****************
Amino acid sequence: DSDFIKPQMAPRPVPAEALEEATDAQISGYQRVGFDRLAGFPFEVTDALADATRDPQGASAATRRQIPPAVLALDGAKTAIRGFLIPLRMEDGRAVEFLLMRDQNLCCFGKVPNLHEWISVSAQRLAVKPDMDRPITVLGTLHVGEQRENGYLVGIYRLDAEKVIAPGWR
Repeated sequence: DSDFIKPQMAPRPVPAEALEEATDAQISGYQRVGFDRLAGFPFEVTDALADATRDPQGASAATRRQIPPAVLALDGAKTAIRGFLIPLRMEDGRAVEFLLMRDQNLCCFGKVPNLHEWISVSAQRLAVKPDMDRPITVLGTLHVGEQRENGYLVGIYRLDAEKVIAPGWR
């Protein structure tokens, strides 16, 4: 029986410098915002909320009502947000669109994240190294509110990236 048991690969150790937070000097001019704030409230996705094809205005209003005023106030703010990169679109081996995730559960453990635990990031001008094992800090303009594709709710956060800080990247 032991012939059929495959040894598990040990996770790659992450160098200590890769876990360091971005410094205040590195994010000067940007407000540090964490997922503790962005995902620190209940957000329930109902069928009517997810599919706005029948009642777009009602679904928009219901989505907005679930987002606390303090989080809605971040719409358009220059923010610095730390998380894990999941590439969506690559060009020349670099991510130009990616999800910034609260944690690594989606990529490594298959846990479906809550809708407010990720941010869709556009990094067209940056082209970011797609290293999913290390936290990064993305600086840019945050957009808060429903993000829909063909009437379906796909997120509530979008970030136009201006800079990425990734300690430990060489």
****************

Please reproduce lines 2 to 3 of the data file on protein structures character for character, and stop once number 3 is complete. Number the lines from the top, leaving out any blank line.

Repeated sequence: DSDFIKPQMAPRPVPAEALEEATDAQISGYQRVGFDRLAGFPFEVTDALADATRDPQGASAATRRQIPPAVLALDGAKTAIRGFLIPLRMEDGRAVEFLLMRDQNLCCFGKVPNLHEWISVSAQRLAVKPDMDRPITVLGTLHVGEQRENGYLVGIYRLDAEKVIAPGWR
């Protein structure tokens, strides 16, 4: 029986410098915002909320009502947000669109994240190294509110990236 048991690969150790937070000097001019704030409230996705094809205005209003005023106030703010990169679109081996995730559960453990635990990031001008094992800090303009594709709710956060800080990247 032991012939059929495959040894598990040990996770790659992450160098200590890769876990360091971005410094205040590195994010000067940007407000540090964490997922503790962005995902620190209940957000329930109902069928009517997810599919706005029948009642777009009602679904928009219901989505907005679930987002606390303090989080809605971040719409358009220059923010610095730390998380894990999941590439969506690559060009020349670099991510130009990616999800910034609260944690690594989606990529490594298959846990479906809550809708407010990720941010869709556009990094067209940056082209970011797609290293999913290390936290990064993305600086840019945050957009808060429903993000829909063909009437379906796909997120509530979008970030136009201006800079990425990734300690430990060489």